Blue Ventures is working with Tiniguena, one of the oldest conservation groups in Guinea-Bissau, in supporting the first community-led MPA in the country, UROK, in the Bijagos islands. Together with Tiniguena, we are also supporting the establishment of new community-led conservation initiatives in the Rio Grande de Buba, a vast mangrove ecosystem with a long history of community-led fisheries management. Our focus is on data-driven community-led management of fisheries, which are of enormous importance to coastal communities, in particular women.

Thailand

Thailand’s small-scale fisheries are the cornerstone of social, economic and nutritional health for the communities living along the majority of the country’s nearly 3,000 kilometre coastline.

In the southernmost Trang province we are supporting communities reliant on nearshore fisheries − in particular for crab, shrimp and squid − in partnership with the Save Andaman Network (SAN). The region is renowned for its vibrant seagrass meadows and vast mangrove forests, which provide essential ecosystem services to coastal communities.  We’re providing training and tools to aid community- led fisheries monitoring and ecosystem management, and building community-owned social enterprises that fund and sustain local conservation efforts.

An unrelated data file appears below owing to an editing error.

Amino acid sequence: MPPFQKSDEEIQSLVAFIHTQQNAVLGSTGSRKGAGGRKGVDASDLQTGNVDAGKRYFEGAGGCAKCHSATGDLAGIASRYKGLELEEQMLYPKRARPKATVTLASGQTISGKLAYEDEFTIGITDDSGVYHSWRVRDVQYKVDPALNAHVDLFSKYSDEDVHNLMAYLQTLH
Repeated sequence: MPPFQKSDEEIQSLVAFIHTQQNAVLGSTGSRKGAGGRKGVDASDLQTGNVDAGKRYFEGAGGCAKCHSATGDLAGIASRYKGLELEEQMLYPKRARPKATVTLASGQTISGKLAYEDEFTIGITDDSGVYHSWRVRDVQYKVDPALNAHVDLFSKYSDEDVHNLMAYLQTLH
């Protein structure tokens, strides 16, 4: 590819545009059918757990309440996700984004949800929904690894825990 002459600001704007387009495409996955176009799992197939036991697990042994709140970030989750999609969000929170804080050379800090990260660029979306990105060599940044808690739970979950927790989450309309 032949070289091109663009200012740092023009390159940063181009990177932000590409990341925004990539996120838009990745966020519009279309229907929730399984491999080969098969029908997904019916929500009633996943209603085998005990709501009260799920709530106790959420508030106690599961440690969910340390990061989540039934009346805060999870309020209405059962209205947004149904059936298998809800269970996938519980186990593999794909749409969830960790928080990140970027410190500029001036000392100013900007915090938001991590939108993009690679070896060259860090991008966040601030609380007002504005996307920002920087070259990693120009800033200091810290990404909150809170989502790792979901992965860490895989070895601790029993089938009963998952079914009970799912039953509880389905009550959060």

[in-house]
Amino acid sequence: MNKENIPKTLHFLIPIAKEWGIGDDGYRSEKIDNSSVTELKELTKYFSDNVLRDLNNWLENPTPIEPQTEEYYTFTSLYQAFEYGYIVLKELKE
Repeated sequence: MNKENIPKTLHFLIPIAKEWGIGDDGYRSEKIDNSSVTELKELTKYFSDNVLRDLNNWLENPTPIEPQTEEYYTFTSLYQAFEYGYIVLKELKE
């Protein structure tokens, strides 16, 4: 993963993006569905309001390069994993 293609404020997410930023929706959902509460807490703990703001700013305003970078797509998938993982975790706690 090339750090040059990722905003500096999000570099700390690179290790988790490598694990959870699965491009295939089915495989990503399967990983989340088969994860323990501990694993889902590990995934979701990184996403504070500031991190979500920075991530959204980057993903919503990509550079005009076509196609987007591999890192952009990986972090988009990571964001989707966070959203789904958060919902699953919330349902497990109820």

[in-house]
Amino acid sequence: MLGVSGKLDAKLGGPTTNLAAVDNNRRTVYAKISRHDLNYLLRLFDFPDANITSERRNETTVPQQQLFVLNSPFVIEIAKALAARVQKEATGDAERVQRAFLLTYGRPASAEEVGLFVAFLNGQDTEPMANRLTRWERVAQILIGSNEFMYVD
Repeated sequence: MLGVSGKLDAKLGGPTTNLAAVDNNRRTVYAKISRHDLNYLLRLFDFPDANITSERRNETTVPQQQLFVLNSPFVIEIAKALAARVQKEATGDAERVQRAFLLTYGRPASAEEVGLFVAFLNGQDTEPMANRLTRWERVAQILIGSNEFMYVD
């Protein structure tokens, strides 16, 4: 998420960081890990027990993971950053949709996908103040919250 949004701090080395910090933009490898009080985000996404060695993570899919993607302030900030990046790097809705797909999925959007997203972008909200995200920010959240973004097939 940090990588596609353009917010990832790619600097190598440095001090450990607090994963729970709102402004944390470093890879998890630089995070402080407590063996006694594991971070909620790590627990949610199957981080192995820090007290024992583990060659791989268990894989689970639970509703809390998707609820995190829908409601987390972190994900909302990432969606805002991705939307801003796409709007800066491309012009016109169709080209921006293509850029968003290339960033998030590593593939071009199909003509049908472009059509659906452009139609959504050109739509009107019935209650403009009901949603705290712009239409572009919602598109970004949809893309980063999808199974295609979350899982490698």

Timor-Leste

Since 2016, our work in Timor-Leste has evolved into a dynamic movement supporting community-led marine management and coastal livelihood diversification in Asia’s newest country. From our origins on Atauro Island, considered to harbour the most diverse coral reefs on earth, we’re now working with numerous communities on the island and the mainland to help improve management of critical coral reefs and seagrass ecosystems.

We’re helping communities reinvigorate traditional community governance practices − known as Tara Bandu − to support marine conservation, in particular through the use of temporary and permanent fishing closures, and community-led monitoring of marine ecosystems and fisheries.

We’re helping communities come together to exchange their experiences of conservation across their shared coastline, building a new movement of local support for systems change in the management and conservation of Timor-Leste’s coastal waters.

Alongside our community conservation efforts, we have also pioneered Timor-Leste’s first homestay association, which has provided income from visiting ecotourists on Atauro Island.

Our team in Timor-Leste’s capital Dili works closely with government, civil society organisations and NGO partners.

Tanzania

Like its neighbours within the Northern Mozambique Channel marine biodiversity hotspot, Tanzania harbours some of the most diverse marine ecosystems in the Indian Ocean. These habitats are facing unprecedented challenges from overfishing and climate change.

Our Tanzanian team has worked with communities and local organisations to support locally-led marine conservation since 2016. Our work has expanded from Zanzibar to mainland regions of Tanga, Lindi and Kilwa where our technicians work with local partners to help communities strengthen co-management systems, working through beach management units (BMUs), Shehia Fishing Committees (SFCs), marine parks and Collaborative Fisheries Management Areas (CFMAs).